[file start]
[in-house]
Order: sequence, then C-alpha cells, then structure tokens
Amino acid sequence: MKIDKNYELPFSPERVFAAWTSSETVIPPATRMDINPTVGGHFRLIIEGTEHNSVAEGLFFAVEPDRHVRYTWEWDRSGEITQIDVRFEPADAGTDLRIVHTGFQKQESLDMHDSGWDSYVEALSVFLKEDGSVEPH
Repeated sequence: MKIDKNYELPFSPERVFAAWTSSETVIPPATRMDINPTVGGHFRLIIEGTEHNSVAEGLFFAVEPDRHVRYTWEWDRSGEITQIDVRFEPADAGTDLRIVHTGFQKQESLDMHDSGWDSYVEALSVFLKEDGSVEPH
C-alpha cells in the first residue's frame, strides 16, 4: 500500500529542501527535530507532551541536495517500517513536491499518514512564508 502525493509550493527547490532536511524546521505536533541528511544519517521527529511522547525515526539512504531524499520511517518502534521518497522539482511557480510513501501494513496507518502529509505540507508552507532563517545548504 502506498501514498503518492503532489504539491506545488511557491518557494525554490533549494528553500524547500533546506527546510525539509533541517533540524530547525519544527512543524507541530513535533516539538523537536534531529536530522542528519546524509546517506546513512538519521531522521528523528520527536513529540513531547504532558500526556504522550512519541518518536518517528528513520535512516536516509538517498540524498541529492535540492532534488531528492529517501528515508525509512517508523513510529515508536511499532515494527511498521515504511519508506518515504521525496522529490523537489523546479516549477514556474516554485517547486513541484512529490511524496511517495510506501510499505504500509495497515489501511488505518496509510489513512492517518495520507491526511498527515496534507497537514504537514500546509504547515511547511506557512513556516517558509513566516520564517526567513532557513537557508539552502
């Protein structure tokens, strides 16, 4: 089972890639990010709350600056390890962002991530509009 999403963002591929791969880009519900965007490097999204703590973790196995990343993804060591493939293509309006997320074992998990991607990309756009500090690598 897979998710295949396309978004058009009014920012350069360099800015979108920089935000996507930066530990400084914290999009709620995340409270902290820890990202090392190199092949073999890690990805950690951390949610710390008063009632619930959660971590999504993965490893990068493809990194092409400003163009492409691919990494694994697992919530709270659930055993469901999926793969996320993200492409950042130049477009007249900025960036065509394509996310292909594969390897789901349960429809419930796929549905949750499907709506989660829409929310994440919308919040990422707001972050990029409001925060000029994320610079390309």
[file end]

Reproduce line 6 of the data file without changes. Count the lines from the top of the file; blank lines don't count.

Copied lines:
């Protein structure tokens, strides 16, 4: 089972890639990010709350600056390890962002991530509009 999403963002591929791969880009519900965007490097999204703590973790196995990343993804060591493939293509309006997320074992998990991607990309756009500090690598 897979998710295949396309978004058009009014920012350069360099800015979108920089935000996507930066530990400084914290999009709620995340409270902290820890990202090392190199092949073999890690990805950690951390949610710390008063009632619930959660971590999504993965490893990068493809990194092409400003163009492409691919990494694994697992919530709270659930055993469901999926793969996320993200492409950042130049477009007249900025960036065509394509996310292909594969390897789901349960429809419930796929549905949750499907709506989660829409929310994440919308919040990422707001972050990029409001925060000029994320610079390309």